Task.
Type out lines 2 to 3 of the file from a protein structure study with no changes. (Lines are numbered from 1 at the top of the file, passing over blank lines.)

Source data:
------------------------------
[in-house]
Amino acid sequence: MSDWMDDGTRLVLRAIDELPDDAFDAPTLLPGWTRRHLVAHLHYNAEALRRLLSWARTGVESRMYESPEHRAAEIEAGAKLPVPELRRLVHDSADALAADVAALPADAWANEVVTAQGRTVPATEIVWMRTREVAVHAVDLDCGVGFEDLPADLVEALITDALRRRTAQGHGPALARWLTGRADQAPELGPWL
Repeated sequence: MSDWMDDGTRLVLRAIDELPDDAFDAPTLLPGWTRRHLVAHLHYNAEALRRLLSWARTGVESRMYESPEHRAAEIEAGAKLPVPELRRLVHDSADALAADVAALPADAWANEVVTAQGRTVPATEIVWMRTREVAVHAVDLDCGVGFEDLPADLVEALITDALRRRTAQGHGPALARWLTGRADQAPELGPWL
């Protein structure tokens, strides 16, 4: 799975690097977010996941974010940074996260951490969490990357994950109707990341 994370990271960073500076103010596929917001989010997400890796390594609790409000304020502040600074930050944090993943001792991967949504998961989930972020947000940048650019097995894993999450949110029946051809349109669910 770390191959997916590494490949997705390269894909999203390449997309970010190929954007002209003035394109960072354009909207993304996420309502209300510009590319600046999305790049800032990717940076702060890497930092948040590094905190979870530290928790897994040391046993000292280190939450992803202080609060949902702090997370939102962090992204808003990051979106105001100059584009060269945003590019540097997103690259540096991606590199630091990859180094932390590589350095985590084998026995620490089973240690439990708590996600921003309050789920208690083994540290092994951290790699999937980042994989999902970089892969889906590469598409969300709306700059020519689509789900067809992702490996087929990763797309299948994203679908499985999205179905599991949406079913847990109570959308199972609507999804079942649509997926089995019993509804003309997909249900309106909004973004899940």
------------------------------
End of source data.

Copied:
Amino acid sequence: MSDWMDDGTRLVLRAIDELPDDAFDAPTLLPGWTRRHLVAHLHYNAEALRRLLSWARTGVESRMYESPEHRAAEIEAGAKLPVPELRRLVHDSADALAADVAALPADAWANEVVTAQGRTVPATEIVWMRTREVAVHAVDLDCGVGFEDLPADLVEALITDALRRRTAQGHGPALARWLTGRADQAPELGPWL
Repeated sequence: MSDWMDDGTRLVLRAIDELPDDAFDAPTLLPGWTRRHLVAHLHYNAEALRRLLSWARTGVESRMYESPEHRAAEIEAGAKLPVPELRRLVHDSADALAADVAALPADAWANEVVTAQGRTVPATEIVWMRTREVAVHAVDLDCGVGFEDLPADLVEALITDALRRRTAQGHGPALARWLTGRADQAPELGPWL